Learned counsel for the respondent on the other hand relied on thedictum of Caley, C.J. in Parusselle Dhammajothy Unanse v. TikiriBanda Parenatale (2) where he stated as follows:
"It has been more than once pointed out by this Court that aBuddhist priest cannot be ejected from a Buddhist Vihare, except, ofcourse, for some personal cause irrespective of the rights ofproperty; for a duly dedicated Vihara is 'Sanghika'. the commonproperty of the Priesthood. But the incumbency of a Vihara and thecontrol apd management of its endowments may undoubtedly bevested in one or more persons to the exclusion of all others"
De Sampayo, J. in Piyadasa v. Deevamitta (3) refers to the dictumOf Caley, C.J. and goes on to say-
"Therg is no doubt about this Buddhist law, and it is thereforeunnecessary to examine further the authorities on that subject. Thisright of the priesthood, however surely does not mean that anindividual priest can select for himself a particular place in the vihare
independently of the chief incumbent and against his wishes. I thinkthat any persistent assertion of an insistence on such an allegedright is a 'personal cause' for which he may be properly asked toleave. Such conduct would amount to contumacy, and in theexercise of ecclesiastical discipline and order, the incumbent has. Ithink, sufficient authority even to eject the offending priest".
The dicta of Caley, C.J. and De Sampayo. J have been referred towith approval by Sarriarakoon. C.J. in Moratota Sobhita Thero v.Amunugama Ratnapura Thero (4).
It has been held in the instant case that Galyaya Chandrajothi Therowho belonged to the Asgiriya Chapter was at one time the lawfulViharadhipathi of this temple and functioned as such but two priestswho belonged to the line of pupillary succession of Chandrajothi Therohad received their higher ordination at the Malwatte Chapter andhence forfeited their rights to the incumbency of the temple which wasa temple that belonged to the Asgiriya Chapter. One of the two priestshad in addition, by a deed, renounced his claim to the incumbency ofthis temple in favour of the Maha Nayaka of the "Asgiriya Chapter whoby a deed executed in 1965 had appointed the plaintiff asViharadhipathi. This became necessary as the line of pupillarysuccession had failed and the temple vested in Sangha, or becameSanghika. and the right of appointment of a new Viharadhipathi vestedsolely in the Maha Nayaka of the fraternity which had jurisdiction overthe temple in question. (V. Dhammaloka Thero v. P. Saranapala Thero)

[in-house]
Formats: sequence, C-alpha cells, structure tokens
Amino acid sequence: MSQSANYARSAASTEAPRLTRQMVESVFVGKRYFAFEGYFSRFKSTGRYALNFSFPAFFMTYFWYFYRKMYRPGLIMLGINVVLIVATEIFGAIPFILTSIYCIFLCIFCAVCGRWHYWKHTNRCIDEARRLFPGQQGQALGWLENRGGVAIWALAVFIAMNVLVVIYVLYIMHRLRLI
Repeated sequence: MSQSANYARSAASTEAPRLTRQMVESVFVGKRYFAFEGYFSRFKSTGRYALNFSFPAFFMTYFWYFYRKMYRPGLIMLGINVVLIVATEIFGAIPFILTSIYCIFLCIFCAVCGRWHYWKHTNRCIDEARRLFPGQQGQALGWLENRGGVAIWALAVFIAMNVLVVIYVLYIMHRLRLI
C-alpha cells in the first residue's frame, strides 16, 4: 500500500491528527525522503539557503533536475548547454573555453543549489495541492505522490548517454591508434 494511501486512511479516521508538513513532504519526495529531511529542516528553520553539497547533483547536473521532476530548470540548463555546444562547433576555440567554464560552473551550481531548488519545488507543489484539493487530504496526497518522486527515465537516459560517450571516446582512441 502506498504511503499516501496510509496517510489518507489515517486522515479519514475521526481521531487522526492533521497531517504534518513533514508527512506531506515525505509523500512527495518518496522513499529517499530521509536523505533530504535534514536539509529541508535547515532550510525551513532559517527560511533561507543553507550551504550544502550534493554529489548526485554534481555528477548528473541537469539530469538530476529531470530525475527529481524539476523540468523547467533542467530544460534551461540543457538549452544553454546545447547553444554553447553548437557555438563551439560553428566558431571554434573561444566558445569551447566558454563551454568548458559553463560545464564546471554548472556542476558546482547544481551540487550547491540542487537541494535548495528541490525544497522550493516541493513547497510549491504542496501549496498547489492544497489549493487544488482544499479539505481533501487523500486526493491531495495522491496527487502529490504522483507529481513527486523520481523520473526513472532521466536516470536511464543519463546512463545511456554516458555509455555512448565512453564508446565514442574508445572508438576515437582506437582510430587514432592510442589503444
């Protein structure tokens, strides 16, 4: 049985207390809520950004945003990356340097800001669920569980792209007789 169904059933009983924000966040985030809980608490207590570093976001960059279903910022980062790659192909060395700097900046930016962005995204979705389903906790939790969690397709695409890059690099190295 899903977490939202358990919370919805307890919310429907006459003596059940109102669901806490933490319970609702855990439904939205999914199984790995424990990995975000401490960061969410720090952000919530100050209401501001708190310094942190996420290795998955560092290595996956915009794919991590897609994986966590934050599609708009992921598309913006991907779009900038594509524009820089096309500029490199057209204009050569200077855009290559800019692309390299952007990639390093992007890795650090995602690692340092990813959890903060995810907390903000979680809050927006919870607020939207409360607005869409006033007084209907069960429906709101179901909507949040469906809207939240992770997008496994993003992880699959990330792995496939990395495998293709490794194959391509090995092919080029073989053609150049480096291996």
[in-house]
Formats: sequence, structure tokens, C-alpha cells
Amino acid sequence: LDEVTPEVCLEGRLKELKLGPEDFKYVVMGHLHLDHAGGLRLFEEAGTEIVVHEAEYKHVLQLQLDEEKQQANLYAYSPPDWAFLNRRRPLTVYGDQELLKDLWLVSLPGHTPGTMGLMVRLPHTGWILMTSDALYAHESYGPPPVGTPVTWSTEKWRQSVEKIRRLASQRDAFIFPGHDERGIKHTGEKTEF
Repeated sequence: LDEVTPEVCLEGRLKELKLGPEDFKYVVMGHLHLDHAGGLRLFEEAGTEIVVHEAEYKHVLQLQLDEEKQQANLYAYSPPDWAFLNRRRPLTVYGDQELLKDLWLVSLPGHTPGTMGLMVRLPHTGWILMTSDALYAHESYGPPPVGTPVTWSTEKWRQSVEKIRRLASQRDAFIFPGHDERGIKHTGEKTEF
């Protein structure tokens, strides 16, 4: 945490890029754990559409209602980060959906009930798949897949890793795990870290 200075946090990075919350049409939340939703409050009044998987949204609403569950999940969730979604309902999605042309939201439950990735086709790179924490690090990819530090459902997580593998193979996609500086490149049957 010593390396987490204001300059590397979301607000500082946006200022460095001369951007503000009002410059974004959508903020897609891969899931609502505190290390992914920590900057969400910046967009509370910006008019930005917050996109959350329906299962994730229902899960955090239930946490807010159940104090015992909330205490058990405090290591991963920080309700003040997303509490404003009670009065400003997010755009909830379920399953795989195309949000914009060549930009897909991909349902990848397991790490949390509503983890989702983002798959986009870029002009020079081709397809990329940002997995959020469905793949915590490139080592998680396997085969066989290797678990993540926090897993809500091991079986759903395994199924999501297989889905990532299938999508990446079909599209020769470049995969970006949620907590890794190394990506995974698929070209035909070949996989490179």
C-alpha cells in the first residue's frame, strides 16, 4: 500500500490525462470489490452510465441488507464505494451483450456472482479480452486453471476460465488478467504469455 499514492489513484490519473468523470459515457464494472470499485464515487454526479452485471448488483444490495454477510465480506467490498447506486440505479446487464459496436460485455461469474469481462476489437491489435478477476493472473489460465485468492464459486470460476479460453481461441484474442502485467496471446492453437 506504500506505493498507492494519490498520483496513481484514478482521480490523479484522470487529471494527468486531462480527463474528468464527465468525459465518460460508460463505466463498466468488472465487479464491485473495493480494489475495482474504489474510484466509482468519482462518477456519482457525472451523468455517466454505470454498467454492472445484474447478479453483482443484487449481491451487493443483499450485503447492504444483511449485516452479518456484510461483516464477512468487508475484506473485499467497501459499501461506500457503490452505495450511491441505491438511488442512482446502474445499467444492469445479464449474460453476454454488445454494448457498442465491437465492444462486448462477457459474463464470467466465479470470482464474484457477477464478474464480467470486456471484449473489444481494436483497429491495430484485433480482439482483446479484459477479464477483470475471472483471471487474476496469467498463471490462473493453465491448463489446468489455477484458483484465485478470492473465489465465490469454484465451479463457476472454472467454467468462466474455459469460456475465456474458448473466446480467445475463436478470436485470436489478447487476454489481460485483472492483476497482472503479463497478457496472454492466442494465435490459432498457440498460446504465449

In my view, reversion to the Sangha of Sanghika property in thiscontext, is on the extinction of the line of pupillary succession, andenables the Maha Nayaka to make an appointment, but the dictum ofCaley, C.J. referred to above still holds good, in that once a temple ismade Sanghika or offered to the Sangha, it belongs to the entirepriesthood and any priest can with the consent of the chief incumbentremain in the temple though he is not in the line of pupillarysuccession, but he has no right to be maintained from the income ofthe temple. (Vipulananda Terunnanse v. Sedawatta Pannasara(supra)).
In the instant case the evidence is that the priests from whom the2nd defendant alleges he derived this rights were in possession of thistemple for nearly a hundrecJ years and the 2nd defendant himself
succeeded to the 1 st defendant who died during the pendency of this'action. It is only just and proper that the plaintiff should permit the 2nddefendant to reside, to which he has a right, in an allotted place in thetemple, if the 2nd defendant so desires. The appeal is accordinglydismissed. Parties will bear their own costs of this appeal.
WANASUNDERA, J. – I agree.
L. H. DE ALWIS, J. – I agree.
2-CHANDANANDA THERO v. KANAMEEWELA SUMANAJOTHI THERO